The Tax Foundation reported that the United States would need to reduce corporate taxes 20% just to rank in the middle of the international pack.  It would be an unrealistic expectation for this Democratically controlled government to cut corporate taxes like this.  It would be like asking a child to voluntarily give up candy – permanently.

No, we can expect them to fund the non-stimulus programs by increasing rather than decreasing corporate taxes.  After all, businesses are the bad guys.  They do nothing for this nation except abuse employees and charge actual money for their goods and services.  As a rule, they tend not to engage in social engineering, and rarely do they give away all their money (or borrow money to give) to unproductive or worthless employees.  They actually demand something in return for their money.  This simply is not fair and such evil entities should be punished, right?  Wrong, of coarse.

I do not understand which economic theory the current administration is following.  (I have studied economics too.)  Someone explain how giving money, through tax credits, rebates, or outright handouts, stimulates the economy?  I thought this spurious when Bush did it and we received no results.  So why are we doing it again and in a bigger way?  When people are losing their jobs, they won’t take this money and run out to Best Buy and buy a new iPhone.  If they did this still would have little lasting effect on the economy, iPhones are made in China.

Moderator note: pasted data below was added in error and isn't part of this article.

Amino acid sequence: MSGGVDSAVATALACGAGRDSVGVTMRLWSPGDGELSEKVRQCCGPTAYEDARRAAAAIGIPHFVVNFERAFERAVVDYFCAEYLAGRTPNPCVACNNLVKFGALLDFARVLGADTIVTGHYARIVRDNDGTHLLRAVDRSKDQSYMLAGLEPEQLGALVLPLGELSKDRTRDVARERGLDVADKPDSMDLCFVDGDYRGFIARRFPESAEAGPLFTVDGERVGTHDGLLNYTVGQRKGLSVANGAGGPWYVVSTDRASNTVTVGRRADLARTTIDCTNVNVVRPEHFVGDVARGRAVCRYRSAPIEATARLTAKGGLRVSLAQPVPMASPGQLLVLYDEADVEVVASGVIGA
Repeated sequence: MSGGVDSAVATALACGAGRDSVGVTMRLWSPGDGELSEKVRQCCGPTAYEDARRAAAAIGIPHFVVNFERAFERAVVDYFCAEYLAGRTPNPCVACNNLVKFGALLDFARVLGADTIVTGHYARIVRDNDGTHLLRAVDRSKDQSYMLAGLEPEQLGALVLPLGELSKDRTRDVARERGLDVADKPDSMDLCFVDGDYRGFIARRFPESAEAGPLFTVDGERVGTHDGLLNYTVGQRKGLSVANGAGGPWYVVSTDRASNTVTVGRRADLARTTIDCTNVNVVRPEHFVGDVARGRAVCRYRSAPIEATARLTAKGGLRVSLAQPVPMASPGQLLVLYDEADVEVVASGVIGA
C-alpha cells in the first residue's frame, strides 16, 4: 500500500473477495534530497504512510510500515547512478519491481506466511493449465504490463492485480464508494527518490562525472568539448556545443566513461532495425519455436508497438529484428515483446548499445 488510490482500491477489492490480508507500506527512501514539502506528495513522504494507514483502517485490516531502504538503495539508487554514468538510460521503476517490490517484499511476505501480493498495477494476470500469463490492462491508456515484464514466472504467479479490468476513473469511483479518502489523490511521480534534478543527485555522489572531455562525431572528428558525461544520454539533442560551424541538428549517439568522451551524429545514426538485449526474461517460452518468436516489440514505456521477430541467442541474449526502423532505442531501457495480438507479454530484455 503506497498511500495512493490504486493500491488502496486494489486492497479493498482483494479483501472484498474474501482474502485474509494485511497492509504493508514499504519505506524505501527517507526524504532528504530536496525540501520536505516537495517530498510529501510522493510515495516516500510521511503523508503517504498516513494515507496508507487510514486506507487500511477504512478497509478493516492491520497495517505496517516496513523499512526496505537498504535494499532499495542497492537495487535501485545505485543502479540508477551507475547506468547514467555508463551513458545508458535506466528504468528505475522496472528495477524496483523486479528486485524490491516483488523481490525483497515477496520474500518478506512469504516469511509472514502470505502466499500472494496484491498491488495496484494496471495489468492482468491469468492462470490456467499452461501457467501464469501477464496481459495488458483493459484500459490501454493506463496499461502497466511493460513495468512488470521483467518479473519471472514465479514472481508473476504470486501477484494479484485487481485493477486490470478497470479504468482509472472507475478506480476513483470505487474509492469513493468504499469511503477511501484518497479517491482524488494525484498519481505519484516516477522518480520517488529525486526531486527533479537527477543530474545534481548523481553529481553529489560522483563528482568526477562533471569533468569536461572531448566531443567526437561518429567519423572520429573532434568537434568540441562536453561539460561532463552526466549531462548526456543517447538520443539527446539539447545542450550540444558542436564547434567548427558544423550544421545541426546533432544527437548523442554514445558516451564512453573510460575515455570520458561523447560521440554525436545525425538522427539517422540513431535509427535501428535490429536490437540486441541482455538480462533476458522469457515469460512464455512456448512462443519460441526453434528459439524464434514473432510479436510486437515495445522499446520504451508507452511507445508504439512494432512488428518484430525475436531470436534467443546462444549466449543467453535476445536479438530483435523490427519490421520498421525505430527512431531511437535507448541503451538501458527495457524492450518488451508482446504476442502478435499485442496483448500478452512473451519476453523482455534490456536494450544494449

If they were serious about stimulating the economy they would encourage, through tax breaks and other incentives, new business opportunities, the hiring of new employees, or create disincentives for businesses that cut jobs or outsource overseas.  What about a tax break for companies who expand and a new tax on American companies who employ non-American third party vendors?  How about reducing the corporate tax from 35% to 25% and then add a corresponding excise fee on non-essential goods.  Currently we punish businesses who call America home and reward them for moving jobs overseas where they can benefit from lower taxes and virtual slave-labor;  AND we give huge tax breaks to foreign companies who export to us.

youareallidiotsThere is no such thing as “bottom up stimulus.”  The bottom doesn’t create jobs they consume resources unless they are employed.  Businesses employ people.  Employment enables the economy to work because people are producing to meet demand.  The fact that they are producing allows them to create demand.  Business is at the top and when they employ people they are stimulating the economy and in turn are being stimulated by it.  Reagan called this “trickle-down,” a term abused by the left and successfully made to insinuate that the money stays mostly at the top.  Today’s conservatives need to rename this, perhaps “top-down job creation.”

The U.S. government is funded 95% through payroll, corporate, and income taxes.  Every time a business sheds an employee the government loses tax revenue both from the employee and the business, furthermore they incur additional entitlement payments.  When businesses shutter the impact is greater.  “Bottom up” simply adds  to the government burden and does nothing to address the underlying issue.